In a new, in-depth Gamasutra interview
, Lionhead's Peter Molyneux discusses the small-team "experiments" that birthed key Fable II
features -- and talking the necessity for pre-production, says: "You just can't walk into an office of 100 people and say, 'I've had a really good idea, hey let's all do this for a while'."
Molyneux, whose Xbox 360-exclusive action adventure title has just debuted, was asked about how to design games in these days of massively large production teams, where it's more difficult to be 'reactive' and change game elements.
and Black & White
creator noted changes in the business since his early days at Bullfrog:
"I mean, that's one of the things that you learn, is that when you have got 100 people, you just cannot be that creative whirlwind anymore. You just can't walk into an office of 100 people and say, 'I've had a really good idea, hey let's all do this for awhile'.
Because it is all about the genius of planning out. There are people behind the scenes whose names you never hear, who are brilliant at planning out these terrible experiments that I give them.
Part of this process that we started off in Fable II
was to say, 'Right, we are going to experiment and we're going to take that experiment seriously, and we're going to have competitive experiments going on, and we're going to feel absolutely fine.'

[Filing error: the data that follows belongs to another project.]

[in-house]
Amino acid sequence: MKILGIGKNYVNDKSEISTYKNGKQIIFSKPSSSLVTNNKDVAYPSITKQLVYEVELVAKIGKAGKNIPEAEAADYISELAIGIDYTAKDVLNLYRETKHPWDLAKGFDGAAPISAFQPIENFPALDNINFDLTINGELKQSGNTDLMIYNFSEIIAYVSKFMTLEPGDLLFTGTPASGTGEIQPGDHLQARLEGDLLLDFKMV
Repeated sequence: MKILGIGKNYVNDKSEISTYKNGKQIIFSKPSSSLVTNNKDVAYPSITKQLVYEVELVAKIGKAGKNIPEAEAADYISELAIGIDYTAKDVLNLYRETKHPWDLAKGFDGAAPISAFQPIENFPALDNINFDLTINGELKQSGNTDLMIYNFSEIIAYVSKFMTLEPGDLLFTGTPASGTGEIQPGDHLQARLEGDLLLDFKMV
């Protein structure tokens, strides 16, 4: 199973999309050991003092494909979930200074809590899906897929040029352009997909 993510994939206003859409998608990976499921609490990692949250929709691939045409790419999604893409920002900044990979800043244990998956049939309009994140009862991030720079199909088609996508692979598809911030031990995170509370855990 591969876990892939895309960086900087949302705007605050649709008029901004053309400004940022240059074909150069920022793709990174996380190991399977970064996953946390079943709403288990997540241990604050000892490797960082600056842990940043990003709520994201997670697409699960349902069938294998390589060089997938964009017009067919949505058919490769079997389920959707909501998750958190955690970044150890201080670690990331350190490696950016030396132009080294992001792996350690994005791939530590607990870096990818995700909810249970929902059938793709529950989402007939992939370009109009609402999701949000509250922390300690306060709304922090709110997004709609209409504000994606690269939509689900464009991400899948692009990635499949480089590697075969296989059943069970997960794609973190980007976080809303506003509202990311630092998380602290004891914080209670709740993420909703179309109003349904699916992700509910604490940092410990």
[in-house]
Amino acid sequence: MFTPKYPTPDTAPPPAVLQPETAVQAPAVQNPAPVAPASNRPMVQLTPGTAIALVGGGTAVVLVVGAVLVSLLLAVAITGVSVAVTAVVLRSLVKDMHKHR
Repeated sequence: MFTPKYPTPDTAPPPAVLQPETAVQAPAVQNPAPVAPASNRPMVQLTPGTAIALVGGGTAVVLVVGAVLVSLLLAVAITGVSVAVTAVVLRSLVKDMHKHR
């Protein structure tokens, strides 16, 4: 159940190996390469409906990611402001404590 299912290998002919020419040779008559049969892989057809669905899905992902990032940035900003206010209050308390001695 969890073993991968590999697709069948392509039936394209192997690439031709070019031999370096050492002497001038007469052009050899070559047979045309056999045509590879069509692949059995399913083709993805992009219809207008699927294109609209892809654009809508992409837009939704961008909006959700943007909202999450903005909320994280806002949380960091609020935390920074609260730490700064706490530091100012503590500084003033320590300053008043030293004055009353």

There's one rule in those experiments. Any experiment that was done, all the code and art would be thrown away, so you weren't burdened. A lot of the time you're burdened by the need to make things solid and sustainable and, 'God, we're writing a piece of code now, and by the time we're finished it'll be three years old.'
These experiments, we iterated around. The dog was an experiment, and the combat was an experiment, and the free roaming was an experiment, the breadcrumb trail was an experiment. There were many different iterations, and that is when the team is smaller and a lot more agile.
And then when you get to the end of those experiments you have to think about it, and say to yourself, 'Right, I've got my list of ingredients. That is it. I'm going to make my game soup out of this list of ingredients. I'm not having any more. I can have more of this sort of ingredient and less of this sort of ingredient, but I'm not going to add a new ingredient.'
That first experiment took about a year, and allowed the planners to plan out more consistently, into the rest of the project. What we don't do, a lot of the times, I think publishers have this term -- which I think is a totally invalid term. They say, 'Are you in production?'
We don't -- there isn't a sense of that, because sometimes you can't say that code is fully in production, because quite often, even though you've got these experiments, you know what you're doing; you're still putting something in and taking something out again because it may not work, or may not work for this system."
You can now read the full Gamasutra interview on the subject
, including more information on the co-operative game patch and some fascinating details of some unexpected production work done for the game.